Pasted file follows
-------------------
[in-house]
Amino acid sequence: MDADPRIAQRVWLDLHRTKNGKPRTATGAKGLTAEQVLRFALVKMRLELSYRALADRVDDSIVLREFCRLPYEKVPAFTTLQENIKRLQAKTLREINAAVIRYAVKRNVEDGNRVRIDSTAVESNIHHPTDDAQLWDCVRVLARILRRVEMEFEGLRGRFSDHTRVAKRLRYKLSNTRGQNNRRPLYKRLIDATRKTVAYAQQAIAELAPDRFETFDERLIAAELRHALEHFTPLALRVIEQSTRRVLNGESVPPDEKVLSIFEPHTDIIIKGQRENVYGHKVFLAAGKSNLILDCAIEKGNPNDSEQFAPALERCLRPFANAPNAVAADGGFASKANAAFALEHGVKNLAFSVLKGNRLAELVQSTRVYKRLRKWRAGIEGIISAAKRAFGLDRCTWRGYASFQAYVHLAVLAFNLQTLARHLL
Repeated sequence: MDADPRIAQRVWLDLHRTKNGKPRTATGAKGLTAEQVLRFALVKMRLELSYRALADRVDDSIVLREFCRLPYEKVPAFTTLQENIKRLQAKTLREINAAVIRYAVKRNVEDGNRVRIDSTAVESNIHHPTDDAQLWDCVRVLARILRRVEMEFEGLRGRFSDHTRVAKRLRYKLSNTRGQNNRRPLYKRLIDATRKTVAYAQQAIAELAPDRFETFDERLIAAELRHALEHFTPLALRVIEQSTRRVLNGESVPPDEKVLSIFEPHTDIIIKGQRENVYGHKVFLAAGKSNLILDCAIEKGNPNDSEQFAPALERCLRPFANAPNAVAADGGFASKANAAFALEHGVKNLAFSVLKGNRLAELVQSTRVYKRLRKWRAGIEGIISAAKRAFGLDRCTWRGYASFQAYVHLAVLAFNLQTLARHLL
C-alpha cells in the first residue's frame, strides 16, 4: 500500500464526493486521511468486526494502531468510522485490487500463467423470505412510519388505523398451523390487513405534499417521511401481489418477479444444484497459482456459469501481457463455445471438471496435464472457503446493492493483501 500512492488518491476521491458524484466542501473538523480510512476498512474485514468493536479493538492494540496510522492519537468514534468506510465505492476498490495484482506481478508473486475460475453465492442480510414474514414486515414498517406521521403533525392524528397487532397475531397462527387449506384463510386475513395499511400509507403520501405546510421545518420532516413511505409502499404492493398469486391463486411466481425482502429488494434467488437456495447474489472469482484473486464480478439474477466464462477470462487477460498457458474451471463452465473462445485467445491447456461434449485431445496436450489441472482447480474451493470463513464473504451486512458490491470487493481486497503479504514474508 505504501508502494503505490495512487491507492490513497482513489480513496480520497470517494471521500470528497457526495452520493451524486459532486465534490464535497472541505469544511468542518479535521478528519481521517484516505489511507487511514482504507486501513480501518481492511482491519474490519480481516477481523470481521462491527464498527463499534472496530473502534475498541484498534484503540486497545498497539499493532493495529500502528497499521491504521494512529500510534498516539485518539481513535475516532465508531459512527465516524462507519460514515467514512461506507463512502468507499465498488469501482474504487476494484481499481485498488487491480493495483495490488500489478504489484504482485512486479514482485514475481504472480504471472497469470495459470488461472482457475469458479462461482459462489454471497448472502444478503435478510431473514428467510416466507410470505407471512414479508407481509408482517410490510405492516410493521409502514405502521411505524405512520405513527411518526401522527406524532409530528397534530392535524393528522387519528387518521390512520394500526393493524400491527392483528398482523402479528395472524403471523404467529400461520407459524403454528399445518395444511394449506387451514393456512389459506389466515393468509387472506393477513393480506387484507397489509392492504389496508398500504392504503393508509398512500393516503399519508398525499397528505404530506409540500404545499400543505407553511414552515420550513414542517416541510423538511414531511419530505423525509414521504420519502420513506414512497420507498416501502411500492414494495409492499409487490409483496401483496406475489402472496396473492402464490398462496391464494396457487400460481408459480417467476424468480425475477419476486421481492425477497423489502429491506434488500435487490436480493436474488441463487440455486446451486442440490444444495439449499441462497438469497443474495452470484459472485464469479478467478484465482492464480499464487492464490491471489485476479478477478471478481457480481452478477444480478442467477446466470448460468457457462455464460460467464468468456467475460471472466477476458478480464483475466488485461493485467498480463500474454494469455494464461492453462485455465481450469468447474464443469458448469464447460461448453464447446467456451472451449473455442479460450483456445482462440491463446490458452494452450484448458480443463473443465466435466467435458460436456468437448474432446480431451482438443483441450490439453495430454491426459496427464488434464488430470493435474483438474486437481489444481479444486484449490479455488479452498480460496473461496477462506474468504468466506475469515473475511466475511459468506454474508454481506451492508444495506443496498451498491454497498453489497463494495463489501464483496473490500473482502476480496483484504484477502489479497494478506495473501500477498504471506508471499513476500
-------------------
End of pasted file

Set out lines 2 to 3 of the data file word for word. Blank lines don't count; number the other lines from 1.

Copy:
Amino acid sequence: MDADPRIAQRVWLDLHRTKNGKPRTATGAKGLTAEQVLRFALVKMRLELSYRALADRVDDSIVLREFCRLPYEKVPAFTTLQENIKRLQAKTLREINAAVIRYAVKRNVEDGNRVRIDSTAVESNIHHPTDDAQLWDCVRVLARILRRVEMEFEGLRGRFSDHTRVAKRLRYKLSNTRGQNNRRPLYKRLIDATRKTVAYAQQAIAELAPDRFETFDERLIAAELRHALEHFTPLALRVIEQSTRRVLNGESVPPDEKVLSIFEPHTDIIIKGQRENVYGHKVFLAAGKSNLILDCAIEKGNPNDSEQFAPALERCLRPFANAPNAVAADGGFASKANAAFALEHGVKNLAFSVLKGNRLAELVQSTRVYKRLRKWRAGIEGIISAAKRAFGLDRCTWRGYASFQAYVHLAVLAFNLQTLARHLL
Repeated sequence: MDADPRIAQRVWLDLHRTKNGKPRTATGAKGLTAEQVLRFALVKMRLELSYRALADRVDDSIVLREFCRLPYEKVPAFTTLQENIKRLQAKTLREINAAVIRYAVKRNVEDGNRVRIDSTAVESNIHHPTDDAQLWDCVRVLARILRRVEMEFEGLRGRFSDHTRVAKRLRYKLSNTRGQNNRRPLYKRLIDATRKTVAYAQQAIAELAPDRFETFDERLIAAELRHALEHFTPLALRVIEQSTRRVLNGESVPPDEKVLSIFEPHTDIIIKGQRENVYGHKVFLAAGKSNLILDCAIEKGNPNDSEQFAPALERCLRPFANAPNAVAADGGFASKANAAFALEHGVKNLAFSVLKGNRLAELVQSTRVYKRLRKWRAGIEGIISAAKRAFGLDRCTWRGYASFQAYVHLAVLAFNLQTLARHLL